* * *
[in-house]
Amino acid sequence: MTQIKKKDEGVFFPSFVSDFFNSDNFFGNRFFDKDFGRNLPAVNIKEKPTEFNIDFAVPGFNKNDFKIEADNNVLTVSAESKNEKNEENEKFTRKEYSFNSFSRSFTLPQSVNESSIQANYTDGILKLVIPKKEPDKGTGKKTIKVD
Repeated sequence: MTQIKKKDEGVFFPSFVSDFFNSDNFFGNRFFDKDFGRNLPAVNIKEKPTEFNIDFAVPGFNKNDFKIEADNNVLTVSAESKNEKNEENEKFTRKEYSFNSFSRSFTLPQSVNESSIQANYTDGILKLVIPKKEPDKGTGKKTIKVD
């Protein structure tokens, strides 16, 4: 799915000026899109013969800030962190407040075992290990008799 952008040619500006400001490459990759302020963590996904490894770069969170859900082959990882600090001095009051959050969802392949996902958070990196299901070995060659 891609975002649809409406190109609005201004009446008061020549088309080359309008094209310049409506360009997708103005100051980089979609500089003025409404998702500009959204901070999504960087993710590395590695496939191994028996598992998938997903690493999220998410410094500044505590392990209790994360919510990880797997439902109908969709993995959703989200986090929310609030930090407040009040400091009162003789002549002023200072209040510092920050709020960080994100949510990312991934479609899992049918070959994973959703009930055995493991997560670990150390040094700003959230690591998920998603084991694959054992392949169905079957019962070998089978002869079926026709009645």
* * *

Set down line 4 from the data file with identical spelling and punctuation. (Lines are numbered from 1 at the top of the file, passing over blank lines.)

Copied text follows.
């Protein structure tokens, strides 16, 4: 799915000026899109013969800030962190407040075992290990008799 952008040619500006400001490459990759302020963590996904490894770069969170859900082959990882600090001095009051959050969802392949996902958070990196299901070995060659 891609975002649809409406190109609005201004009446008061020549088309080359309008094209310049409506360009997708103005100051980089979609500089003025409404998702500009959204901070999504960087993710590395590695496939191994028996598992998938997903690493999220998410410094500044505590392990209790994360919510990880797997439902109908969709993995959703989200986090929310609030930090407040009040400091009162003789002549002023200072209040510092920050709020960080994100949510990312991934479609899992049918070959994973959703009930055995493991997560670990150390040094700003959230690591998920998603084991694959054992392949169905079957019962070998089978002869079926026709009645």